Tax and Appropriations

Baby Steps

Don’t look now, but the GOP appears to be taking baby steps away from their rigid refusal to include revenues as part of a balanced deficit reduction plan. Facing a “fiscal cliff” later this year, all solutions need to be on the table. But so far the GOP has exclusively focused on spending cuts and walked away from any sort of comprehensive deal.

But there are signs that may be changing. Both Politico and The Washington Post have reported that conservative members are finally standing up to Grover Norquist and his unhelpful, unrealistic pledge and admitting that all options need to be on the table to address our deficit problem (gee, where have we heard that before…).

And as Politico reports this morning, there finally may be a thaw in the GOP’s no-tax orthodoxy:

“Cracks are emerging in the GOP’s hard-line stance against raising tax revenues to slash the deficit, with a number of Republicans willing to go further than their party’s standard-bearer in the face of a looming showdown over the budget.”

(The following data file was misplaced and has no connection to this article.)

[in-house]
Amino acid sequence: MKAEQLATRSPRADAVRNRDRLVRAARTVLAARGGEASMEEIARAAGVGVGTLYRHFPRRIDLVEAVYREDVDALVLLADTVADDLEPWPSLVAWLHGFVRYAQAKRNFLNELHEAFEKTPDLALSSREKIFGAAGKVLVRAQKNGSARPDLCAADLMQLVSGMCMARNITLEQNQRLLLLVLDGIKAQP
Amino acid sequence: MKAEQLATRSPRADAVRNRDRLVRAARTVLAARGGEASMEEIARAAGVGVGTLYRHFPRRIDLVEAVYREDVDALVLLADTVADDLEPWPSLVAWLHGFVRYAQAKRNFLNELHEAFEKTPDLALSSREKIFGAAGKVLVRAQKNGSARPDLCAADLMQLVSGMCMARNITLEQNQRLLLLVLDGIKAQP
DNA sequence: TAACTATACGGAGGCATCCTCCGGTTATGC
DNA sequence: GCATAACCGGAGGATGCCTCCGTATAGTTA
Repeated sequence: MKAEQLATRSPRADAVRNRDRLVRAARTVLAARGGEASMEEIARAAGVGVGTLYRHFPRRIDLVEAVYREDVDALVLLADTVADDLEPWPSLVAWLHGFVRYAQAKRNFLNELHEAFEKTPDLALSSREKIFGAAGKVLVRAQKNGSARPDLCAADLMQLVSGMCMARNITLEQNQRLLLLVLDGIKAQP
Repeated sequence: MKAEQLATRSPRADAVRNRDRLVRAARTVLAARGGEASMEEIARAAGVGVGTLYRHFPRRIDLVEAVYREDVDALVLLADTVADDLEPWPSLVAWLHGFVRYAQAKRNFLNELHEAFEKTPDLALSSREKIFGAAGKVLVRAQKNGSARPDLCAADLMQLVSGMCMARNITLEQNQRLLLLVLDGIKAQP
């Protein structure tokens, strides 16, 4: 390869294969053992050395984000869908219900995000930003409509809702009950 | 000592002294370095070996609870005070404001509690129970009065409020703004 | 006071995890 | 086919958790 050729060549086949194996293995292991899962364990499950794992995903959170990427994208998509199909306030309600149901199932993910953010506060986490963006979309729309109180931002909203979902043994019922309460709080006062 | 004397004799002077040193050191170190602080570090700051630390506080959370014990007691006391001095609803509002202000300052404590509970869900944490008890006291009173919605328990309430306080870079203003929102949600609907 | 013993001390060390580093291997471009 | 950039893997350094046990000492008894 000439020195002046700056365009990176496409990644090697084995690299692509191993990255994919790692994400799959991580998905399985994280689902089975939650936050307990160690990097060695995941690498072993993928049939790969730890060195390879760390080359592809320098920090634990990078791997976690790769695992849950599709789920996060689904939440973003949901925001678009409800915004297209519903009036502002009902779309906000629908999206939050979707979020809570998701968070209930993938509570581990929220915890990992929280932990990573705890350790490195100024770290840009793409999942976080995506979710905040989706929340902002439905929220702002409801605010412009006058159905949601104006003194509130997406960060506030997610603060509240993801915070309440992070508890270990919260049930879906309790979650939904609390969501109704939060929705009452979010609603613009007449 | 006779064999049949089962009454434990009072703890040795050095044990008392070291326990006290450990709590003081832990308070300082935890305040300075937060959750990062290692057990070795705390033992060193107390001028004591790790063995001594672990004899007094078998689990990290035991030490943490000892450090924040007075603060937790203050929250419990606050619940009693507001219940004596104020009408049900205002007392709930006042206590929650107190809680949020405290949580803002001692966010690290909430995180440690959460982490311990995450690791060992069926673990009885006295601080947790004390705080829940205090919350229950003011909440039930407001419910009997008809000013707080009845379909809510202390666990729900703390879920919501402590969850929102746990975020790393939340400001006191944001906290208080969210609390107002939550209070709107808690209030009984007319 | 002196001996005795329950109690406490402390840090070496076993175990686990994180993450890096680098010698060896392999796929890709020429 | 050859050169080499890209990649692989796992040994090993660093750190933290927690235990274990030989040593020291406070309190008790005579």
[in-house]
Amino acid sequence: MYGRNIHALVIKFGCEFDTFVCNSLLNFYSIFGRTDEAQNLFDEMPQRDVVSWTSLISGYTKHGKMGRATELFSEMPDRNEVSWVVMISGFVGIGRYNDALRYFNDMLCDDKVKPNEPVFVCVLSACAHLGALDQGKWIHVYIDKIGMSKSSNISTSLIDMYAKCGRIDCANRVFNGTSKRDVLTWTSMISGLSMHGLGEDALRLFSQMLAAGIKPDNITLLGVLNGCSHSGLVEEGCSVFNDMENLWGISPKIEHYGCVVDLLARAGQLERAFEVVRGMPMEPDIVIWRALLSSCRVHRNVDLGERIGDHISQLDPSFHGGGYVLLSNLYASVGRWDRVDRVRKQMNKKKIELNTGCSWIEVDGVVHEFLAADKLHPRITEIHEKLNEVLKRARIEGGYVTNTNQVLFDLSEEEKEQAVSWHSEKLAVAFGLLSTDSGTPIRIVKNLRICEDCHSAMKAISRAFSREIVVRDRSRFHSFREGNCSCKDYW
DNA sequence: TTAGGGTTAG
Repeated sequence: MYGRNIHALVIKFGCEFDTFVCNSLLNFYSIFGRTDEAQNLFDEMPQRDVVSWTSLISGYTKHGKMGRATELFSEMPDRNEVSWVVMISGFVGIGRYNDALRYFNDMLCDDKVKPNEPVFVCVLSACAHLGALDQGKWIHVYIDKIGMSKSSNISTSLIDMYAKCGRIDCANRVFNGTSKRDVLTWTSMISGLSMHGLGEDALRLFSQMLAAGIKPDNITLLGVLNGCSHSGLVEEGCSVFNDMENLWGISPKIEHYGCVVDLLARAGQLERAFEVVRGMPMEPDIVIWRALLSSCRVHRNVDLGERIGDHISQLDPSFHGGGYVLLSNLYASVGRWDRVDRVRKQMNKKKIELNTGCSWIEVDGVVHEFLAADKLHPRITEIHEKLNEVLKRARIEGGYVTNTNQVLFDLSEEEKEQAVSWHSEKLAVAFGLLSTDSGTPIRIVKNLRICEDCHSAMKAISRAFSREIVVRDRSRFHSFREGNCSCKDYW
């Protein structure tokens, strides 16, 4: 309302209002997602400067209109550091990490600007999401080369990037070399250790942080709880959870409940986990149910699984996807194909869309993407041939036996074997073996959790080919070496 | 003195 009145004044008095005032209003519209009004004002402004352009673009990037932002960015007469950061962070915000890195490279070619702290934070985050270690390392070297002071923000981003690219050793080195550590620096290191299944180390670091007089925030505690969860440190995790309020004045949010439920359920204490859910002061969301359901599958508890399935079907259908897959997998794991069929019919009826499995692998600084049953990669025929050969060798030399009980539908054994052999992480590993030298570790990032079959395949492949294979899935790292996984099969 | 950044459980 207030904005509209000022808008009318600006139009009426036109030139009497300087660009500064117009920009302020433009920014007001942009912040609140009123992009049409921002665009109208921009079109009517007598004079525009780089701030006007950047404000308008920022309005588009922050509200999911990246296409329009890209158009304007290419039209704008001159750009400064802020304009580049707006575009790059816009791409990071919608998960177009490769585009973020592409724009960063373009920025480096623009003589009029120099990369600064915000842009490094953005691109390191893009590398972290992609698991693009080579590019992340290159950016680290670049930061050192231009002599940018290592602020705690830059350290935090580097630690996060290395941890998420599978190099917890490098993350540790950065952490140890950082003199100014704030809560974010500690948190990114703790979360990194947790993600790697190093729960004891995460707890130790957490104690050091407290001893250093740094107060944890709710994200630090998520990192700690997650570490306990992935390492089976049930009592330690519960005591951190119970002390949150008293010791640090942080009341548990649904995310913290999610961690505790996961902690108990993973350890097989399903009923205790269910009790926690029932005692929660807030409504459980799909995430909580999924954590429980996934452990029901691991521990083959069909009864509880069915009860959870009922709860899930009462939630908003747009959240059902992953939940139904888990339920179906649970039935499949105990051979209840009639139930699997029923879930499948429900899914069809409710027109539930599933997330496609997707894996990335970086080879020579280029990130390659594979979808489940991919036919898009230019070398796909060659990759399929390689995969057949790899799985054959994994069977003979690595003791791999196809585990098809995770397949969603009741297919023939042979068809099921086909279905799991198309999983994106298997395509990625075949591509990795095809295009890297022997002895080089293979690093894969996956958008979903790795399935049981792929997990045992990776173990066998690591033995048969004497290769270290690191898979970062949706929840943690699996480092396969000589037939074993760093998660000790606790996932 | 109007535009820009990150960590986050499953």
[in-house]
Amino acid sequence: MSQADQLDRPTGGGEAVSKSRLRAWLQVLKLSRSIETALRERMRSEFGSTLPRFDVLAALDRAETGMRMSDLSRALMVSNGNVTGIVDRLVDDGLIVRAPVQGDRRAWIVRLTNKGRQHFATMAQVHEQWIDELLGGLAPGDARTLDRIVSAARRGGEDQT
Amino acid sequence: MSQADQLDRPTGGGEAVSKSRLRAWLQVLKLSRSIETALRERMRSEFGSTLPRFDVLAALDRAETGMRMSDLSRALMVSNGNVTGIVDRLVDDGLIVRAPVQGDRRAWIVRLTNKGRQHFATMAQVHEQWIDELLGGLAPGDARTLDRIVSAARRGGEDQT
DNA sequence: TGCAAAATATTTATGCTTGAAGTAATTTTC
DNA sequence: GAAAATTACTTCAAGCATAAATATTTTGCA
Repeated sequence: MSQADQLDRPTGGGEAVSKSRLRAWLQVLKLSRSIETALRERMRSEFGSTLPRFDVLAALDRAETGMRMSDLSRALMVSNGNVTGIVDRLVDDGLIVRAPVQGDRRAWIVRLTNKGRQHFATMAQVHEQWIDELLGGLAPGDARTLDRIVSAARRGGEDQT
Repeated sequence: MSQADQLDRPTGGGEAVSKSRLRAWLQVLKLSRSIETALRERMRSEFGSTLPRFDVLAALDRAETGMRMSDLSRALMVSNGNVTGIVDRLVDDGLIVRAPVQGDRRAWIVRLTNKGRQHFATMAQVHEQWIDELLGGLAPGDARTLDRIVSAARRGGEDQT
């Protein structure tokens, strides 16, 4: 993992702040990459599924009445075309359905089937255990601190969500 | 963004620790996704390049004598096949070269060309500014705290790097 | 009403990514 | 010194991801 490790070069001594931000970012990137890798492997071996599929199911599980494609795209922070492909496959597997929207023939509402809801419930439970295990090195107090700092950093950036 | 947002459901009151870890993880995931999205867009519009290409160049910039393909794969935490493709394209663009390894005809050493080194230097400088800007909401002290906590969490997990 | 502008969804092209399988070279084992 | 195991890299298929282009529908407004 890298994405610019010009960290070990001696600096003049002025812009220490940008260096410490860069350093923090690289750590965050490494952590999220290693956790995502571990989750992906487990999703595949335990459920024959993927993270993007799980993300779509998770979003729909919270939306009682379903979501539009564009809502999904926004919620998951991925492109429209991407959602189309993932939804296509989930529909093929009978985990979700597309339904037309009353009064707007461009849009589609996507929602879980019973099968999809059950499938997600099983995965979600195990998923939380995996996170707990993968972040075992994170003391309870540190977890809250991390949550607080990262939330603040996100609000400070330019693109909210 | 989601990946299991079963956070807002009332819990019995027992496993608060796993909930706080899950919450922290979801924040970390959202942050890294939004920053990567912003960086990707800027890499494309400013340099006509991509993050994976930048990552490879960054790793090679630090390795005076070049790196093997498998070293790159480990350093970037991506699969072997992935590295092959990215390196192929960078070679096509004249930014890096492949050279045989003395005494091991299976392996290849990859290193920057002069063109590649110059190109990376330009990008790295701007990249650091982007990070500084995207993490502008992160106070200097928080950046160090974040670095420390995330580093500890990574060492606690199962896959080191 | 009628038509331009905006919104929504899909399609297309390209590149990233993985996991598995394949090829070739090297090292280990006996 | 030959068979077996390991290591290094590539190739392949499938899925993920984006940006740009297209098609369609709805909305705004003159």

The softening rhetoric in an election year rife with deficit politics reflects a gulf between Mitt Romney, who pledged during the primary season to oppose new taxes as part of a debt deal, and several Republicans in Congress who are coming to grips with the likelihood that there may be no other path to an accord.”

“…All of this points to shifting politics in the tax debate, as Democrats pummel the GOP for opposing tax hikes on millionaires and billionaires. Increasingly, Hill Republicans are signaling flexibility on taxes ahead of another major budget fight.”

Baby steps are nice, but let’s see if Republicans are ready to take the big leap and admit what economists have said all along: revenues will have to be part a comprehensive deficit reduction package.